That's right. We had 10 days to write the score and record it. So I basically did it, and Hans would come in, confuse me, and walk out. It's sad that people out there see it as a factory. It's an interesting and great way to get into the business. I'm learning from Hans, and Harry, and John Powell, and other composers. I already know how to write music. But I am learning how to write for films, how to take the meetings, how to talk to people, and hear what they mean. If Zimmer is talking with Steven Spielberg, just sitting there for 30 minutes and listening to the conversation is quite worth it. Writing the music is just one part of the job - you're under a lot of pressure to deliver it all on time. There are many different types of composers out there, and the producers want to make sure everything is delivered on time since there's a $35-million marketing campaign depending on it. And if you don't make it, it might be the end of the movie, and the end of your career.
Jumping back a bit, you had your first solo feature with The Time Machine. How did you get involved in the project?
Well, the producer of that film was also the producer of Gladiator - so we had many discussions, and many fights. But it was great! He's a musician too - in fact, all of the filmmakers were musicians, so we would have meetings here, and then jam for a bit. It was a lot of fun. I tried to use various elements in the score - it's in the future, but it's not a technological future - it's a primitive one. It's not in Africa, Russia, or Bulgaria - it's in New York. So I tried to use elements that are known to you, but make them sound like they're not. Like the choir pieces. I recorded a single person 158 times, and then put a real choir in the back - so if you listen to it, it's just a bit strange. There's lots of synthesizers in there, too, but they're hidden so you don't hear them much.
Some of the cues seem to have a bit of that Media Ventures sound....
There's no "Media Ventures sound" - I hate that! We use a lot of the same samples, but then we'll record it with an orchestra anyways. But it's the same place where John Williams and everyone else records.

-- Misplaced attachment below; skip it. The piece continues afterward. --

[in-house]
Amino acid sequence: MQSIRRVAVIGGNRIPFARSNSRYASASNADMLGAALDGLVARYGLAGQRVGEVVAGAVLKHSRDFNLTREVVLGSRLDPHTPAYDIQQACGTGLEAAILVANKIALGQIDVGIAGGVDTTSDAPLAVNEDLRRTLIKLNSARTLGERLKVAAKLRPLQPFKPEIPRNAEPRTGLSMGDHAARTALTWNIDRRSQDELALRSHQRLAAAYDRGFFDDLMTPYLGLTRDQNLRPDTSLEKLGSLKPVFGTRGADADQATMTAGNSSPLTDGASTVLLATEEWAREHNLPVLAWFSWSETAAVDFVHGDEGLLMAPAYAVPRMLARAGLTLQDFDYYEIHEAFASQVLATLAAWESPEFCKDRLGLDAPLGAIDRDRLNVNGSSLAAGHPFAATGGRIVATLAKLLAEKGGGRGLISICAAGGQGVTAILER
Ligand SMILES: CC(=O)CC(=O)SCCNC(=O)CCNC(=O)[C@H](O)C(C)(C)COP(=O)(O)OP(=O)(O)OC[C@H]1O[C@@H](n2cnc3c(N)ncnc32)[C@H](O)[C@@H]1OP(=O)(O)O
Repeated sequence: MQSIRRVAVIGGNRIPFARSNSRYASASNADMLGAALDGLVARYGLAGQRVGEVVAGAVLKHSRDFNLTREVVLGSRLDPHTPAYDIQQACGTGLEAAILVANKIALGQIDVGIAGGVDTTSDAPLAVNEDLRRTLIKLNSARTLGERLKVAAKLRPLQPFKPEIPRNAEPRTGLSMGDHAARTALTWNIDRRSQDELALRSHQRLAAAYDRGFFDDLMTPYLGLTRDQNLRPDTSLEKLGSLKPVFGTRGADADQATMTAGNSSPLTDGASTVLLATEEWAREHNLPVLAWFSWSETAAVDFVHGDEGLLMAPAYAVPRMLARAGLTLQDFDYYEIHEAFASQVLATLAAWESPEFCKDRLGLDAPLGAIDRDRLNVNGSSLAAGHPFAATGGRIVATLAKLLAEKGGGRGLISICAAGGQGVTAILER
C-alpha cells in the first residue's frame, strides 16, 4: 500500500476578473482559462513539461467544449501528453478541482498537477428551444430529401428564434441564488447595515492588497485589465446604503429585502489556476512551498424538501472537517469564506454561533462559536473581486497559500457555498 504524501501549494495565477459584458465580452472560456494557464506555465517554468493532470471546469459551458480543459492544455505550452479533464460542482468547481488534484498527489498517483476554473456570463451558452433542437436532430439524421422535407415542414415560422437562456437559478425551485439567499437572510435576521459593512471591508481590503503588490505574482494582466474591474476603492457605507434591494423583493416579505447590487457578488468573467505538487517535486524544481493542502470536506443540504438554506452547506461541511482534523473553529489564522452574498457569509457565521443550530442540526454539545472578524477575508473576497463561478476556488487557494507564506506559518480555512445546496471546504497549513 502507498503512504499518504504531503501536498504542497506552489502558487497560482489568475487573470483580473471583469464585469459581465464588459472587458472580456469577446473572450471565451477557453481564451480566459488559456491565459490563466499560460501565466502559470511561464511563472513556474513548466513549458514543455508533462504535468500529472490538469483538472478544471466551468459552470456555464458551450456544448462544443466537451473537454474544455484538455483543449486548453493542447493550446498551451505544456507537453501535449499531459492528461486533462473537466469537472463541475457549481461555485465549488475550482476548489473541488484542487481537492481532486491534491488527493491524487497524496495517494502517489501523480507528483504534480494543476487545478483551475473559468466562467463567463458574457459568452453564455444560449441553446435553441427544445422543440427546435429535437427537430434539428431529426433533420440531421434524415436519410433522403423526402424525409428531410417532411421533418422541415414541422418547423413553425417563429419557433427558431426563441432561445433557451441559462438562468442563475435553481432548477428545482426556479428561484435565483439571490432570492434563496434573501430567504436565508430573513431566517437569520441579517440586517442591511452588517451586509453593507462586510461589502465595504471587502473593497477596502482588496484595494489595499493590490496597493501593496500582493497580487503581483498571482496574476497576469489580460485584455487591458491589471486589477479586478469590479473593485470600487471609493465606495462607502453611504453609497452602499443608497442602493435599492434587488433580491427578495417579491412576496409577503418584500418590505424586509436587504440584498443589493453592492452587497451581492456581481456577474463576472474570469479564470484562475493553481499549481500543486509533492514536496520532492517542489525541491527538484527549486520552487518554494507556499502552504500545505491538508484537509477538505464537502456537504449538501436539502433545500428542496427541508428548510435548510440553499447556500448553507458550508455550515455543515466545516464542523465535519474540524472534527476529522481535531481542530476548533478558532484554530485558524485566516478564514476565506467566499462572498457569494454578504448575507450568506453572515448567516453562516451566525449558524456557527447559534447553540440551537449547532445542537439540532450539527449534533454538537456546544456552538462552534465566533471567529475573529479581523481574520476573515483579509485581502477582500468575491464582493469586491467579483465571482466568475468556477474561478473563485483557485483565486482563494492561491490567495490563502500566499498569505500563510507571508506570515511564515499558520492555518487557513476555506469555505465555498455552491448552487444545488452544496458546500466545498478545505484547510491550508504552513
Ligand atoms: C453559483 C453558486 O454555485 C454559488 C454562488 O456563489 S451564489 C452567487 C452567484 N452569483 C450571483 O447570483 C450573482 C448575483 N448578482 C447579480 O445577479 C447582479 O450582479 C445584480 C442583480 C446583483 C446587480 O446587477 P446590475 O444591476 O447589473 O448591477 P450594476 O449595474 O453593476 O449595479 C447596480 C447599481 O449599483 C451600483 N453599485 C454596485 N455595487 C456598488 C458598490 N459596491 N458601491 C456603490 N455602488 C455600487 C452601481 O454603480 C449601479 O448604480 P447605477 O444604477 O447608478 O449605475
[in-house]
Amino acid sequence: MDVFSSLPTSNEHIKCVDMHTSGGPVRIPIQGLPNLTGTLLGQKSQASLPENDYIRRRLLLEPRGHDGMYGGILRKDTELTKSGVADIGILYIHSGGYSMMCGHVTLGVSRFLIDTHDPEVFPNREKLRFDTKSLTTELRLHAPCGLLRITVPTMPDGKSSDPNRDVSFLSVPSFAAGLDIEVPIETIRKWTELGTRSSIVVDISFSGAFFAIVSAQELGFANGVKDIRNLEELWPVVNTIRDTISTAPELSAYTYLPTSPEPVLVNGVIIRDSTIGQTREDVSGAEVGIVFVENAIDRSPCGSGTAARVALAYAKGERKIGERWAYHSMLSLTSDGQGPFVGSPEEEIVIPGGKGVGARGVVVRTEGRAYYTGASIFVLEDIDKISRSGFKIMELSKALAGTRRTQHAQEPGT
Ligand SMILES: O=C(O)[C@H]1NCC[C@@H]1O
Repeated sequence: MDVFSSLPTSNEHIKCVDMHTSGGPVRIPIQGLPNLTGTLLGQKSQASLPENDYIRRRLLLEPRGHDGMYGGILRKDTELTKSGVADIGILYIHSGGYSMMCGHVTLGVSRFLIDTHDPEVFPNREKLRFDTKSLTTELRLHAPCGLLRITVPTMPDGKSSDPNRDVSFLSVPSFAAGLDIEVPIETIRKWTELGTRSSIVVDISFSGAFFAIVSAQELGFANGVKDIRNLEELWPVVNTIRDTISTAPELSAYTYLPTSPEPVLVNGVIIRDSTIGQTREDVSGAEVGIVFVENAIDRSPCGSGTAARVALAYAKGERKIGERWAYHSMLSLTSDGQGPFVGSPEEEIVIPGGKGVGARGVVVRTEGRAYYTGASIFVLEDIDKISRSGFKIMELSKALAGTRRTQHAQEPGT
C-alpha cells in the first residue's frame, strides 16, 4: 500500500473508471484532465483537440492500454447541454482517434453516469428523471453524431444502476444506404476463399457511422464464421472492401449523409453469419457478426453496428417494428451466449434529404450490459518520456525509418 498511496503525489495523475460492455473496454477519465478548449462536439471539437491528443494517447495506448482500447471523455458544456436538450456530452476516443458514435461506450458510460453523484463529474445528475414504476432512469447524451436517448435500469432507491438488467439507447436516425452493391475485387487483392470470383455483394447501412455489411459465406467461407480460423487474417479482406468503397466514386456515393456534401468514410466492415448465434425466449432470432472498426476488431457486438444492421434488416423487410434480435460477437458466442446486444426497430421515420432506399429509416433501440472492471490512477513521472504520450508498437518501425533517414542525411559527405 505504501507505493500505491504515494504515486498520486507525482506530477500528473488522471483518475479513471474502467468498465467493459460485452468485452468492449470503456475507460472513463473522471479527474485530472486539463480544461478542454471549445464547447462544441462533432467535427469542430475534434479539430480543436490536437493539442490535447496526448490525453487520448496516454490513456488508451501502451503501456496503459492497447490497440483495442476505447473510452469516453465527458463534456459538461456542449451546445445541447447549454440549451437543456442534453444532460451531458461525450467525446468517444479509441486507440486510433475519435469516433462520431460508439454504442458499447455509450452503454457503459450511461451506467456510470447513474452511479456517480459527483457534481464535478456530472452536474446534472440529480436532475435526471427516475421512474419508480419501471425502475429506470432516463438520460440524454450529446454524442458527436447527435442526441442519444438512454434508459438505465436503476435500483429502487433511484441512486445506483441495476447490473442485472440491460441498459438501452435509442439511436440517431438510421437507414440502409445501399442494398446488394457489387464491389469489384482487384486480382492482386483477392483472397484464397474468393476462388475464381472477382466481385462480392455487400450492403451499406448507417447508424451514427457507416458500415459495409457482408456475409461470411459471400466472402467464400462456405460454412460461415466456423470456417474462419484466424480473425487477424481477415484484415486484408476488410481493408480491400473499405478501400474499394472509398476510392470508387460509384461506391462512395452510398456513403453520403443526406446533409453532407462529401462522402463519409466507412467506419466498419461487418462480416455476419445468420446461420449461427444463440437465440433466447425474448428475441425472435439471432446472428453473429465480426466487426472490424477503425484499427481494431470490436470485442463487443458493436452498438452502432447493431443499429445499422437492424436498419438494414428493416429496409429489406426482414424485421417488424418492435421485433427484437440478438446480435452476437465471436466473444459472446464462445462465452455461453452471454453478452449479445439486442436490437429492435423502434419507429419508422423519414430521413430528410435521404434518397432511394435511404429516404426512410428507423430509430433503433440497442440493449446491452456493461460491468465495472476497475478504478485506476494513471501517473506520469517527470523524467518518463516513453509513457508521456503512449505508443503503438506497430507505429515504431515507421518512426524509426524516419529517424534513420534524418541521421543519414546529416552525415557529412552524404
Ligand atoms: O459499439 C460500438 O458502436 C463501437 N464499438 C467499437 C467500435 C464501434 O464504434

Well, it might be that one brass sample...
Oh, I can't help that then. But if you listen to Harry Gregson-Williams' stuff, it's all very different. I can't do what he does, and he can't do what I do. We're different composers.
What are you working on now?
I'm working on Roger Donaldson's new film, The Recruit. It stars Al Pacino and Colin Farrell. It's very different from The Time Machine and K-19. It's got a very contemporary, progressive feel. There are lots of synthesizers, with a little orchestra in there. It's a spy drama/thriller. I was next door to Harry Gregson-Williams when he was working on Spy Game, but I think mine will be much different. It's more of a drama than a thriller, with lots of personal moments. It's one of those "you don't know who to believe" - that kind of thing, with a bit of a love story. Hopefully I'll be done in a few weeks. I need a vacation, so if I can take a bit of a break until Christmas, that would be good.
Do you have a dream project?
Yes, several! One of them I did already - it was a film called Invincible, directed by Werner Herzog, who is a legendary director. When I was a teen, I would watch his movies - and he did this movie with me and Hans, and I didn't think I was ready for it yet. But, like K-19, the way Werner uses music isn't like underscore - he places it into the film. That was the mentor thing again; Hans was involved, but if you go and ask him, he'd tell you that he's embarrassed to be listed on the poster. But that's how it works, and I'm happy with it. If people don't get it, they can come ask me and I'll explain it to them. So that was one of my dream projects.
It's funny - even though they think I'm the "orchestral guy" over here, I actually come from the song end of things, and used to do a lot of progressive stuff with synthesizers. So another dream for me would be to do something like The Matrix, but without licensing any of the songs - I'd do it all! I would get all these synth programmers in, and do a lot of progressive stuff, then get an orchestra in, and record it all at once.
Actually, my dream project would be to do a different type of project each time. It's very easy to get typecast, but it's also harder to get work if you're not typecast, because they won't know what to do with you. It's a double-edged sword. So I'm happy with the variety so far. I did K-19, which was fully orchestral. Mission: Impossible 2 was a band. Gladiator was ethereal soundscapes. I'm easily bored. I try to do different things every time.
Klaus's score to K-19: The Widowmaker is available on Hollywood Records. The Pledge is available on Milan Records, and The Time Machine is available on Varese Sarabande Records. K-19 is in theaters now.
The Art of film and Television Music
Release date: 08/03/2002